There has been a lot of talk recently about traffic congestion and its environmental impact, around Harrogate and Knaresborough. With nearly 15,000 people responding to the North Yorkshire County Council consultation it’s clearly a topic that motives many. However, our addiction to speed and the consequences of this our greenhouse gas emissions have not surfaced in the debate so far.
Changes in the speed limit on our District’s main roads and the A1(M), in particular, could yield a quick win for reducing carbon emissions from vehicles, as well as improving air quality and noise pollution. Something that ZCH raised in our formal response to NYCC.
If you dig into the government’s published figures for carbon emissions in the Harrogate District (which do have some significant limitations), you find that 49% of these come from transport. This breaks down as 11% from traffic on minor roads, and 14% from A-roads (that’s the A59, A61, A558 from Bradford to Knaresborough, A661 Wetherby to Harrogate and A6106 north from Ripon to Masham).
But the real shocker comes from the A1(M) which accounts for 24% of all of the emissions for our District. How come this 20-mile stretch of motorway generates nearly a quarter of our carbon footprint? It’s a combination of volume of traffic and speed.
A 10% cut in carbon emissions can typically be achieved by taking your car speed down from 70 to 60 mph. More if you’re coming down from above 70 mph. It’s also safer, allowing you more reaction time and reducing the impact in crashes.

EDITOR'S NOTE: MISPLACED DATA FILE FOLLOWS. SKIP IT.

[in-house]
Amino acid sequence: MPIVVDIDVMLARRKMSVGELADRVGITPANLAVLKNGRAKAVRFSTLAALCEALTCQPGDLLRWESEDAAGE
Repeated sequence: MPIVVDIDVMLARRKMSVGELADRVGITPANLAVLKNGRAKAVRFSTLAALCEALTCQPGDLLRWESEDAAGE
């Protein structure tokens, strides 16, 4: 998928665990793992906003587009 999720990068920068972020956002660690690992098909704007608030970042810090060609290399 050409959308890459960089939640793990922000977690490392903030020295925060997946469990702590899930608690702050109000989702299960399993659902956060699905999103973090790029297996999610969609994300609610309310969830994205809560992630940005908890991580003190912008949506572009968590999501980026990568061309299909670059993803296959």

We all know travelling slower is safer and now you know it’s better for creating a viable future for our children and grandchildren too, but time is money, right? Actually no, you can be quid’s in and enjoy a more relaxing journey.
Let’s imagine you do a 30-minute commute each way on the A1(M). At 70 mph it takes you an hour and costs you, let’s say on a good salary, £16 in your time and £10 in petrol at 40 mpg, emitting 21kg CO2. It takes you 10 minutes longer at 60 mph, so £19 for your time, but you get 54 mpg and so your fuel costs are down to £7 giving the same total cost of £26 for the journey, but with only 16kg CO2 emitted.
Coming off our speed addiction can be difficult. Personally, I had to do it in stages. Firstly, being consciously within the speed limit. Then when I had adjusted to that, dropping to 65 on the motorway and finally down to a steady 60 mph, sitting comfortably in the inside lane.
Yesterday North Yorkshire County Council discussed a climate motion, which was proposed by NYCC Cllr Richard Copper (and leader of Harrogate Borough Council). If passed (not known at time of writing) this will require NYCC to put in place a far-reaching carbon reduction strategy to meet the proposed 2030 carbon neutral target. <